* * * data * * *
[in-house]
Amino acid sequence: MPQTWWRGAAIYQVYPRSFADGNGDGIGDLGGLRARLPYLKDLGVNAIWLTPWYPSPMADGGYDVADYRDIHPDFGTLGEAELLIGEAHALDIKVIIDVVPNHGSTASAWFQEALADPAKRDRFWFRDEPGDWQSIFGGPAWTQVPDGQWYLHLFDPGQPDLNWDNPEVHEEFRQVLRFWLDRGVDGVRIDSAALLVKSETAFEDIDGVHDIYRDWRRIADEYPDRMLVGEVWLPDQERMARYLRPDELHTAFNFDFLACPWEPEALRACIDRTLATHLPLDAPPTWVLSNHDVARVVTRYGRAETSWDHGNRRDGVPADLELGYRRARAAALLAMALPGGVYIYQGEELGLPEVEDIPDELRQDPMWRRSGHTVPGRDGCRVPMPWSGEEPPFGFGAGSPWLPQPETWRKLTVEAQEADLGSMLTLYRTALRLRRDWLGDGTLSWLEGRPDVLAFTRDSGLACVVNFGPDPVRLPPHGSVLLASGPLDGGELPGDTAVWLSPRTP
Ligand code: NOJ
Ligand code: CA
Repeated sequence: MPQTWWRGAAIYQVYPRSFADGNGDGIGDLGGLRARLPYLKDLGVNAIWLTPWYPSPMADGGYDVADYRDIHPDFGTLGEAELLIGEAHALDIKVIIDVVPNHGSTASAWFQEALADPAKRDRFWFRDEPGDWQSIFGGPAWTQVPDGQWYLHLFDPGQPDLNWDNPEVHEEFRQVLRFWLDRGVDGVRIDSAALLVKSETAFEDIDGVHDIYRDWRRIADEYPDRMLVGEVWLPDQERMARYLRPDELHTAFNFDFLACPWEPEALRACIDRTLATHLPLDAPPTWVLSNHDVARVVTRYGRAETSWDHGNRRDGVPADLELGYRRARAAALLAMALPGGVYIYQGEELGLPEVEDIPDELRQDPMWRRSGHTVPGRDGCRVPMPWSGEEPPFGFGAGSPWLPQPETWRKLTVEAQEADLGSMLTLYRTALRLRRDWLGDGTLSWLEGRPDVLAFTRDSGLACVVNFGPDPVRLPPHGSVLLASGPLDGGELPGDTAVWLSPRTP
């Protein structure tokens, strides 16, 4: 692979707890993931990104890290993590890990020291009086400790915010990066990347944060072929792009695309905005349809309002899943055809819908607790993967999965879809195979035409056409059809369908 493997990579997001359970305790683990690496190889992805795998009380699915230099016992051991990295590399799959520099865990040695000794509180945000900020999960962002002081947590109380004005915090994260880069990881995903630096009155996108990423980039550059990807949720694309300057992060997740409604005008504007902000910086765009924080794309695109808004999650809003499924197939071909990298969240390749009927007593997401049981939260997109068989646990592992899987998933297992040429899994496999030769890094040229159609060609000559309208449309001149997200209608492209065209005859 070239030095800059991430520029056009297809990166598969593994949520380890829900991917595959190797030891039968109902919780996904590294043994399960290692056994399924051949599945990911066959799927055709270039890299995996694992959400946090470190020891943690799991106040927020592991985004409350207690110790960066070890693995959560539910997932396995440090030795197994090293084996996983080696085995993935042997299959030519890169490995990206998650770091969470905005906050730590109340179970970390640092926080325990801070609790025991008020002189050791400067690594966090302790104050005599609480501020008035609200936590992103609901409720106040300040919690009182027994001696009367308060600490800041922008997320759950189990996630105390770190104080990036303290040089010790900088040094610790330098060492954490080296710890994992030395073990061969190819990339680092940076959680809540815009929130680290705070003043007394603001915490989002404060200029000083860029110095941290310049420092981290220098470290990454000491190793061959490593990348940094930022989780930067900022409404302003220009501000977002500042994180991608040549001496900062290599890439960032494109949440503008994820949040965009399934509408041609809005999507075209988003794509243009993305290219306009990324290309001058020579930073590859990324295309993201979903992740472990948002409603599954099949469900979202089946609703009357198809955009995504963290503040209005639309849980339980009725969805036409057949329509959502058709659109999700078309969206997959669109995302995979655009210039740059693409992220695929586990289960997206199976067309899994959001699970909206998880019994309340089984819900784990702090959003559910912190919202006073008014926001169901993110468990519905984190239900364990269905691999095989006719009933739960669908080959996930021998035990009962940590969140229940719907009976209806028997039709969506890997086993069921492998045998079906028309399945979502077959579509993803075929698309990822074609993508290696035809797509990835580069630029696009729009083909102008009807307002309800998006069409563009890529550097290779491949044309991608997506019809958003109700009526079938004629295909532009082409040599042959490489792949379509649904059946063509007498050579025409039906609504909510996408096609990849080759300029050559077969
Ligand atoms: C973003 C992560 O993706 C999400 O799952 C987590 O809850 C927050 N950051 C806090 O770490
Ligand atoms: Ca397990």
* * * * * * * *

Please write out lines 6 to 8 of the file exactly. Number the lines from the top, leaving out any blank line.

């Protein structure tokens, strides 16, 4: 692979707890993931990104890290993590890990020291009086400790915010990066990347944060072929792009695309905005349809309002899943055809819908607790993967999965879809195979035409056409059809369908 493997990579997001359970305790683990690496190889992805795998009380699915230099016992051991990295590399799959520099865990040695000794509180945000900020999960962002002081947590109380004005915090994260880069990881995903630096009155996108990423980039550059990807949720694309300057992060997740409604005008504007902000910086765009924080794309695109808004999650809003499924197939071909990298969240390749009927007593997401049981939260997109068989646990592992899987998933297992040429899994496999030769890094040229159609060609000559309208449309001149997200209608492209065209005859 070239030095800059991430520029056009297809990166598969593994949520380890829900991917595959190797030891039968109902919780996904590294043994399960290692056994399924051949599945990911066959799927055709270039890299995996694992959400946090470190020891943690799991106040927020592991985004409350207690110790960066070890693995959560539910997932396995440090030795197994090293084996996983080696085995993935042997299959030519890169490995990206998650770091969470905005906050730590109340179970970390640092926080325990801070609790025991008020002189050791400067690594966090302790104050005599609480501020008035609200936590992103609901409720106040300040919690009182027994001696009367308060600490800041922008997320759950189990996630105390770190104080990036303290040089010790900088040094610790330098060492954490080296710890994992030395073990061969190819990339680092940076959680809540815009929130680290705070003043007394603001915490989002404060200029000083860029110095941290310049420092981290220098470290990454000491190793061959490593990348940094930022989780930067900022409404302003220009501000977002500042994180991608040549001496900062290599890439960032494109949440503008994820949040965009399934509408041609809005999507075209988003794509243009993305290219306009990324290309001058020579930073590859990324295309993201979903992740472990948002409603599954099949469900979202089946609703009357198809955009995504963290503040209005639309849980339980009725969805036409057949329509959502058709659109999700078309969206997959669109995302995979655009210039740059693409992220695929586990289960997206199976067309899994959001699970909206998880019994309340089984819900784990702090959003559910912190919202006073008014926001169901993110468990519905984190239900364990269905691999095989006719009933739960669908080959996930021998035990009962940590969140229940719907009976209806028997039709969506890997086993069921492998045998079906028309399945979502077959579509993803075929698309990822074609993508290696035809797509990835580069630029696009729009083909102008009807307002309800998006069409563009890529550097290779491949044309991608997506019809958003109700009526079938004629295909532009082409040599042959490489792949379509649904059946063509007498050579025409039906609504909510996408096609990849080759300029050559077969
Ligand atoms: C973003 C992560 O993706 C999400 O799952 C987590 O809850 C927050 N950051 C806090 O770490
Ligand atoms: Ca397990």